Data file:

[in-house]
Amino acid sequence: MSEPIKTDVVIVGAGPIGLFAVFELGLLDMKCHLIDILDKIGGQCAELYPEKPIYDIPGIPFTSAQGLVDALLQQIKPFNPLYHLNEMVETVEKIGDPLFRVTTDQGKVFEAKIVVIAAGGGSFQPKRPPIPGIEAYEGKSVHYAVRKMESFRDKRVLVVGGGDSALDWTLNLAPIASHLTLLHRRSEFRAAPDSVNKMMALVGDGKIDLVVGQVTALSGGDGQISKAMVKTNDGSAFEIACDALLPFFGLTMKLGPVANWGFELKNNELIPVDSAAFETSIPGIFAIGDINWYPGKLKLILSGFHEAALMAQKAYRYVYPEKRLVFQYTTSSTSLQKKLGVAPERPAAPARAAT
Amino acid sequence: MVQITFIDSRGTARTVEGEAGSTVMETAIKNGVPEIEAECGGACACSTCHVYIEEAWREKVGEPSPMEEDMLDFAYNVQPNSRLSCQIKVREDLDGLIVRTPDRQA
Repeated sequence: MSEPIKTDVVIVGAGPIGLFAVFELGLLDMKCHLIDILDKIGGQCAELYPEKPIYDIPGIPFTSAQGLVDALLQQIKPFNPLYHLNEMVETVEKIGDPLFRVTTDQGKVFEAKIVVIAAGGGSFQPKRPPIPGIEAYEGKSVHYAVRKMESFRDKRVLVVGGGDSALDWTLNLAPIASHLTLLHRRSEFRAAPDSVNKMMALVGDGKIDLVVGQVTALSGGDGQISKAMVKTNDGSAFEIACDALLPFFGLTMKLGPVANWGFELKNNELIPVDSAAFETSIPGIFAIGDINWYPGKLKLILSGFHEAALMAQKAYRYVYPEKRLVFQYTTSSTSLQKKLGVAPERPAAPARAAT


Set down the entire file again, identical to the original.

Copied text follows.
[in-house]
Amino acid sequence: MSEPIKTDVVIVGAGPIGLFAVFELGLLDMKCHLIDILDKIGGQCAELYPEKPIYDIPGIPFTSAQGLVDALLQQIKPFNPLYHLNEMVETVEKIGDPLFRVTTDQGKVFEAKIVVIAAGGGSFQPKRPPIPGIEAYEGKSVHYAVRKMESFRDKRVLVVGGGDSALDWTLNLAPIASHLTLLHRRSEFRAAPDSVNKMMALVGDGKIDLVVGQVTALSGGDGQISKAMVKTNDGSAFEIACDALLPFFGLTMKLGPVANWGFELKNNELIPVDSAAFETSIPGIFAIGDINWYPGKLKLILSGFHEAALMAQKAYRYVYPEKRLVFQYTTSSTSLQKKLGVAPERPAAPARAAT
Amino acid sequence: MVQITFIDSRGTARTVEGEAGSTVMETAIKNGVPEIEAECGGACACSTCHVYIEEAWREKVGEPSPMEEDMLDFAYNVQPNSRLSCQIKVREDLDGLIVRTPDRQA
Repeated sequence: MSEPIKTDVVIVGAGPIGLFAVFELGLLDMKCHLIDILDKIGGQCAELYPEKPIYDIPGIPFTSAQGLVDALLQQIKPFNPLYHLNEMVETVEKIGDPLFRVTTDQGKVFEAKIVVIAAGGGSFQPKRPPIPGIEAYEGKSVHYAVRKMESFRDKRVLVVGGGDSALDWTLNLAPIASHLTLLHRRSEFRAAPDSVNKMMALVGDGKIDLVVGQVTALSGGDGQISKAMVKTNDGSAFEIACDALLPFFGLTMKLGPVANWGFELKNNELIPVDSAAFETSIPGIFAIGDINWYPGKLKLILSGFHEAALMAQKAYRYVYPEKRLVFQYTTSSTSLQKKLGVAPERPAAPARAAT